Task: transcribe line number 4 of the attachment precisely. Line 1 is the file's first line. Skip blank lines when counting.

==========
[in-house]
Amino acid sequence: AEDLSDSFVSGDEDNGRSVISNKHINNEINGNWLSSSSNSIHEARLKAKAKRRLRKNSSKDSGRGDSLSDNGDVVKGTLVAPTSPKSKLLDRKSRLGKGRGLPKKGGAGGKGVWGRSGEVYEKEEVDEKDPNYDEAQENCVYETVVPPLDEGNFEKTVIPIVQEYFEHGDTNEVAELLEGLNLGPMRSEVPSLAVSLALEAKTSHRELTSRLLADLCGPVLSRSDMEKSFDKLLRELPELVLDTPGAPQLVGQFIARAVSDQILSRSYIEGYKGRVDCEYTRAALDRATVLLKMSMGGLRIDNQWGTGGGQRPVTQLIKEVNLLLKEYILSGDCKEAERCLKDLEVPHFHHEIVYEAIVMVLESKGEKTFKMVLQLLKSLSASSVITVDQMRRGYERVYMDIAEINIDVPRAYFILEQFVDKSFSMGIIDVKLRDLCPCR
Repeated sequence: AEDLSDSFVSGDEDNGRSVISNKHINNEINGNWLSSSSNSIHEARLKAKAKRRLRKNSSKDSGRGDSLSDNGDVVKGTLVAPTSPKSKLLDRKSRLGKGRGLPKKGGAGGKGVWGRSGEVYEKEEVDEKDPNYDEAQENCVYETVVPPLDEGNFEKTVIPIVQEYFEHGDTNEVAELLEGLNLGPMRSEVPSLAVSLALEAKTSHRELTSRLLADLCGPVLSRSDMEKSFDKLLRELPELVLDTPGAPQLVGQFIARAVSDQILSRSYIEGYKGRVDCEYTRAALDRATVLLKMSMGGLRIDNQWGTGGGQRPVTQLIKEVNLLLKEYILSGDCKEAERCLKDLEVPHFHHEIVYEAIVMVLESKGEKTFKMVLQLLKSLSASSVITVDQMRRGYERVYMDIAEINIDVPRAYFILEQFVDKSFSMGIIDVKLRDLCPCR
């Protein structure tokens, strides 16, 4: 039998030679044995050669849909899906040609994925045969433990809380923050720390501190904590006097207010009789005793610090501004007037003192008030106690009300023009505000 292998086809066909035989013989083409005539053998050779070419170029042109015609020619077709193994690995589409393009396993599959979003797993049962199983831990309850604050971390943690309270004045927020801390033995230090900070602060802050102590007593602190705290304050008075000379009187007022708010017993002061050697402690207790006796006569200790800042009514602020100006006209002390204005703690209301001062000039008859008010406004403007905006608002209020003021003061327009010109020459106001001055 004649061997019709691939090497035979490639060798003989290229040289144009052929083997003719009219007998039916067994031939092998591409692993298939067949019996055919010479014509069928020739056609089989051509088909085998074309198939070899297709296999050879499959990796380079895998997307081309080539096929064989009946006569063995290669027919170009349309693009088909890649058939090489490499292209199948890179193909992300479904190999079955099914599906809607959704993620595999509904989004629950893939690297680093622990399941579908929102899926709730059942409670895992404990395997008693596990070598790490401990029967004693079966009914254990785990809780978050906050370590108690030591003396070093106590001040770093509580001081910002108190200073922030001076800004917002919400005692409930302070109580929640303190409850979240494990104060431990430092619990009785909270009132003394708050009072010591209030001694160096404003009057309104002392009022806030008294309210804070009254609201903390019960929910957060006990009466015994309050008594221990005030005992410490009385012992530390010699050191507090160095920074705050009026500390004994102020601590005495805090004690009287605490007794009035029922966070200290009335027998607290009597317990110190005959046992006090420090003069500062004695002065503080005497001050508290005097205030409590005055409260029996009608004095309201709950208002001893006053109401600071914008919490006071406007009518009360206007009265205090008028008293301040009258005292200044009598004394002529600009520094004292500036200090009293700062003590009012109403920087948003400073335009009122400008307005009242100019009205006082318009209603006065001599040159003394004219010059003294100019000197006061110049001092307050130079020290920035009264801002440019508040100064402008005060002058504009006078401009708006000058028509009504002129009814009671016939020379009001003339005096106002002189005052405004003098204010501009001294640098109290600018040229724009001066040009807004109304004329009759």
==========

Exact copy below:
């Protein structure tokens, strides 16, 4: 039998030679044995050669849909899906040609994925045969433990809380923050720390501190904590006097207010009789005793610090501004007037003192008030106690009300023009505000 292998086809066909035989013989083409005539053998050779070419170029042109015609020619077709193994690995589409393009396993599959979003797993049962199983831990309850604050971390943690309270004045927020801390033995230090900070602060802050102590007593602190705290304050008075000379009187007022708010017993002061050697402690207790006796006569200790800042009514602020100006006209002390204005703690209301001062000039008859008010406004403007905006608002209020003021003061327009010109020459106001001055 004649061997019709691939090497035979490639060798003989290229040289144009052929083997003719009219007998039916067994031939092998591409692993298939067949019996055919010479014509069928020739056609089989051509088909085998074309198939070899297709296999050879499959990796380079895998997307081309080539096929064989009946006569063995290669027919170009349309693009088909890649058939090489490499292209199948890179193909992300479904190999079955099914599906809607959704993620595999509904989004629950893939690297680093622990399941579908929102899926709730059942409670895992404990395997008693596990070598790490401990029967004693079966009914254990785990809780978050906050370590108690030591003396070093106590001040770093509580001081910002108190200073922030001076800004917002919400005692409930302070109580929640303190409850979240494990104060431990430092619990009785909270009132003394708050009072010591209030001694160096404003009057309104002392009022806030008294309210804070009254609201903390019960929910957060006990009466015994309050008594221990005030005992410490009385012992530390010699050191507090160095920074705050009026500390004994102020601590005495805090004690009287605490007794009035029922966070200290009335027998607290009597317990110190005959046992006090420090003069500062004695002065503080005497001050508290005097205030409590005055409260029996009608004095309201709950208002001893006053109401600071914008919490006071406007009518009360206007009265205090008028008293301040009258005292200044009598004394002529600009520094004292500036200090009293700062003590009012109403920087948003400073335009009122400008307005009242100019009205006082318009209603006065001599040159003394004219010059003294100019000197006061110049001092307050130079020290920035009264801002440019508040100064402008005060002058504009006078401009708006000058028509009504002129009814009671016939020379009001003339005096106002002189005052405004003098204010501009001294640098109290600018040229724009001066040009807004109304004329009759």